Taking place on 25-26 February 2016, the Music Education Expo is Europe’s largest conference and exhibition for anyone involved in music education.
With less than a month to go until the fourth Music Education Expo opens its doors, it feels as though what was not so long ago an exciting idea has established itself as the UK’s main music education event.
The demand among music teachers is represented by the Expo’s continued expansion, and this year it is moving across London from the Barbican to take place at Olympia Central, meaning more space, plenty of natural light and free WiFi.
From piano teachers working in their front rooms, to classroom teachers preparing students for GCSEs (and worrying about the EBacc), or academics presenting their research – music is a particularly diverse sector of education, and the whole music education sector has benefitted from having a free-to-attend, large-scale event bringing all its different activities together.
So the challenge is to provide a full and useful programme for everyone – and this year we have worked harder than ever to be comprehensive, with pathways for different types of practitioner and a rigorous approach to the distribution of sessions.
There will be strands for instrumental, early years, primary, secondary and SEND teachers, as well as for those involved or interested in the politics, practicalities and best practice of music education provision.
Of course, if there needs to be something for each type of music educator, there will also be some things which are important for all of them.
There can’t be many music teachers who are unconcerned about how we support the music education of our children, and how that ecosystem is sustained: funding for music teaching in all parts of the UK is seemingly constantly under threat, and there have been various responses to this fact.
One lunchtime panel will discuss the various ways in which music education is funded across the UK.
In England, the result of May’s general election has given the Conservative party unbridled power to pursue its education reforms, with the imposition of an unreconstructed English Baccalaureate contributing to teachers’ fears that music and the creative arts will become less and less a priority for their SLTs. Another lunchtime panel will discuss how to defend music’s place in our schools.
Presenting examples of best practice is also an important focus, and we want visitors to learn from fellow teachers who are teaching every day. We will be joined by Classic FM SEND Teacher of the Year Jocelyn Watkins, Music Teacher awards nominee James Manwaring of Windsor Upper Schools, and shortlisted hubs from the Music Education Council awards.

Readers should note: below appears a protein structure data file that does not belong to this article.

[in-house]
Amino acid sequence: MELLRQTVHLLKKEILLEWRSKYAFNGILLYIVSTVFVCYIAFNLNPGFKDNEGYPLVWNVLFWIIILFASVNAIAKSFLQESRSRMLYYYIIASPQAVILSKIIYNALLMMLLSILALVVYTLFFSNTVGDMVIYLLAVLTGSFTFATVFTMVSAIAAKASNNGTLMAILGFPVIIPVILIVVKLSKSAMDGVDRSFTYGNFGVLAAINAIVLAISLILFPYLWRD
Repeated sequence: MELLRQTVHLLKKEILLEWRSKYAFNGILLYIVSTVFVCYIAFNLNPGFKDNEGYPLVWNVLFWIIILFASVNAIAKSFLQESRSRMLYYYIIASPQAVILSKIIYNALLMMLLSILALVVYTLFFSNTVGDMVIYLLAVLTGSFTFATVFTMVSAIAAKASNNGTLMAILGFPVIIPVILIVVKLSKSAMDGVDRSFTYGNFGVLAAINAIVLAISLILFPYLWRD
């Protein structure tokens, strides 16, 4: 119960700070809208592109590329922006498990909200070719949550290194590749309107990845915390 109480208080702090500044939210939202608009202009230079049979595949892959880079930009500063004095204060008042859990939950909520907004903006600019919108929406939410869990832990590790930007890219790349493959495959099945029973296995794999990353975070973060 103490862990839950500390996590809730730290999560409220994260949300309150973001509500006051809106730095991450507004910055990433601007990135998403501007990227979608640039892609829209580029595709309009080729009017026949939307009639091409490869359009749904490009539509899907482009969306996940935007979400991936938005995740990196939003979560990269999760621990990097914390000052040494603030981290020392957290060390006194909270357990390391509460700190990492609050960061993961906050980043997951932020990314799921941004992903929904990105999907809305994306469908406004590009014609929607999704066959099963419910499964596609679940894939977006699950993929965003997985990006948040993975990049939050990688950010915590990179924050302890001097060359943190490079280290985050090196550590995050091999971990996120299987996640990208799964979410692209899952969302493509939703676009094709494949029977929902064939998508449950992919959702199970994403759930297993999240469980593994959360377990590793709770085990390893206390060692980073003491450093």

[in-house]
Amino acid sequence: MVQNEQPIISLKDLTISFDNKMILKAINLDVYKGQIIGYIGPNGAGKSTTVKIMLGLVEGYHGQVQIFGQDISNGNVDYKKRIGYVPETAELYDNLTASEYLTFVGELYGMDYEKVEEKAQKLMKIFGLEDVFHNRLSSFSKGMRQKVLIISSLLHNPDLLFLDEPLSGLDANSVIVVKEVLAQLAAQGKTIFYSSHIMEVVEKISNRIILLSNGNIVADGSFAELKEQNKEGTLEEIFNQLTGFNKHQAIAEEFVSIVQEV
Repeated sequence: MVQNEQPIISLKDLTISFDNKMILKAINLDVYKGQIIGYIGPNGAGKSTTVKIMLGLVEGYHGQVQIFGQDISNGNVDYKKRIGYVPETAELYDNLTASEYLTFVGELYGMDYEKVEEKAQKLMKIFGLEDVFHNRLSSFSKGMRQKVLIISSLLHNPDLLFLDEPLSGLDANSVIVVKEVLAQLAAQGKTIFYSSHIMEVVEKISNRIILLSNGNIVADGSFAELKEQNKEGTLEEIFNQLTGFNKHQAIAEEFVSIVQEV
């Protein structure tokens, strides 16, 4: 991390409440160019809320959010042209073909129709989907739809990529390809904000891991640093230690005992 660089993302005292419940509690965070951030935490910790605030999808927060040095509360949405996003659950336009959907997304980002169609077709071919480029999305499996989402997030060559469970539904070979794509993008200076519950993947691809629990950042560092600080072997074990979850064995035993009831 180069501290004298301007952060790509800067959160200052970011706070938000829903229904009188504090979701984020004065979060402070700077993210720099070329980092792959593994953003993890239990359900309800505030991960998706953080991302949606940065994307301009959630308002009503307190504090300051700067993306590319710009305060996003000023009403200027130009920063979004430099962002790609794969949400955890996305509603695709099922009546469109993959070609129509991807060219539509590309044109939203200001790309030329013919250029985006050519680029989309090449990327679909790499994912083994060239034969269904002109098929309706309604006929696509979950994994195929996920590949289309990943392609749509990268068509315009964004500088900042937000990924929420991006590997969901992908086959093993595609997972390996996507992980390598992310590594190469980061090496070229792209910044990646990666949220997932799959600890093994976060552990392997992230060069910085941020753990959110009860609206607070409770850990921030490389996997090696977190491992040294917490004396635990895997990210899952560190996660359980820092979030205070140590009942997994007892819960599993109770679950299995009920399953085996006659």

Teachers can brush up their piano skills with a sightreading session on day one run by Sally Cathcart of The Curious Piano Teachers, and an improvisation workshop on day two with Lucinda Mackworth-Young, course director of the European Piano Teachers Association and author of Faber’s Piano By Ear. For instrumental teachers, the Musicians Union will give useful advice on the nuts and bolts of setting up a private teaching practice, and the Incorporated Society of Musicians will present the latest results from its tuition fees survey and provide tips on setting and negotiating rates.
Teacher and author Paul Harris will look at how to inspire pupils to actually do their practice, and Mark Robinson, founder and director of the Rocksteady Music School, will present three ‘black-belt communication tools that no teacher should be without’.
Music teaching at the local level will be addressed by several sessions, with presentations on research into Whole Class Ensemble Tuition, developing cross-genre and inclusive music groups, and how to form an instant orchestra from scratch.
Full steam ahead
At a time when the arts sector is campaigning for STEM to become STEAM, this year’s new addition of the Musical Theatre & Drama Education Show, run in conjunction with Teaching Drama magazine, has the potential to provide some fascinating new perspectives.
For some music teachers, of course, drama will already be a big part of their professional lives – perhaps because they teach across the performing arts, perhaps because they put on the school show each year. All types of teacher will be interested in sessions on flipped learning, promoting positive behaviour, encouraging creativity in group teaching, mindfulness for performers and educators, live sound for school productions, and many more.
As Sarah Lambie, editor of Teaching Drama and head of content for the Musical Theatre & Drama Education Show, says: ‘The show will also provide a means to explore department-crossover and take in workshops and seminars on subjects which other drama education shows do not have the scope to offer. This is the beginning of a wider community of drama and performing arts teaching staff – with the opportunity to hear from some fantastically inspiring speakers.’